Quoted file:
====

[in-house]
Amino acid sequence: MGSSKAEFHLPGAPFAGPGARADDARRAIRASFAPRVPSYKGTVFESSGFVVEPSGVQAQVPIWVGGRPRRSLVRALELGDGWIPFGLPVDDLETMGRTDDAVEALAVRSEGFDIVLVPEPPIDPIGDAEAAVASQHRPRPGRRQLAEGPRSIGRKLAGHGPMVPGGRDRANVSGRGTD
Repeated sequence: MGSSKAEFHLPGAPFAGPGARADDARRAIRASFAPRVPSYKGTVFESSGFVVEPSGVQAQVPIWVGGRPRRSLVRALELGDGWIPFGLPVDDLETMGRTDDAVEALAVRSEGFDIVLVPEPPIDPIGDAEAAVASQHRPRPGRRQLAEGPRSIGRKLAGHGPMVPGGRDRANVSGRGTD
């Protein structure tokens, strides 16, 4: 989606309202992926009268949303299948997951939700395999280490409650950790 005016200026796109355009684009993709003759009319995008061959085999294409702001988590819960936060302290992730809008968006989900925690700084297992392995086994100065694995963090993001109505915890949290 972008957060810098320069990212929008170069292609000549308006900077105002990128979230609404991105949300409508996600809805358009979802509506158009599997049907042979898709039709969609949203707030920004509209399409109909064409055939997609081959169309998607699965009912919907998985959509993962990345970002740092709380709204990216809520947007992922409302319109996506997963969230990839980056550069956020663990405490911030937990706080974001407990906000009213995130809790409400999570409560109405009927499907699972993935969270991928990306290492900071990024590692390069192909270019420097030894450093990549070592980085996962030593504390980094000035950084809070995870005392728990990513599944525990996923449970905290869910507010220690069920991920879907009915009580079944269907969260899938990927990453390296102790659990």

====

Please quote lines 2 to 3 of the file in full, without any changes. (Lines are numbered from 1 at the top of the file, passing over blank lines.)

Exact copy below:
Amino acid sequence: MGSSKAEFHLPGAPFAGPGARADDARRAIRASFAPRVPSYKGTVFESSGFVVEPSGVQAQVPIWVGGRPRRSLVRALELGDGWIPFGLPVDDLETMGRTDDAVEALAVRSEGFDIVLVPEPPIDPIGDAEAAVASQHRPRPGRRQLAEGPRSIGRKLAGHGPMVPGGRDRANVSGRGTD
Repeated sequence: MGSSKAEFHLPGAPFAGPGARADDARRAIRASFAPRVPSYKGTVFESSGFVVEPSGVQAQVPIWVGGRPRRSLVRALELGDGWIPFGLPVDDLETMGRTDDAVEALAVRSEGFDIVLVPEPPIDPIGDAEAAVASQHRPRPGRRQLAEGPRSIGRKLAGHGPMVPGGRDRANVSGRGTD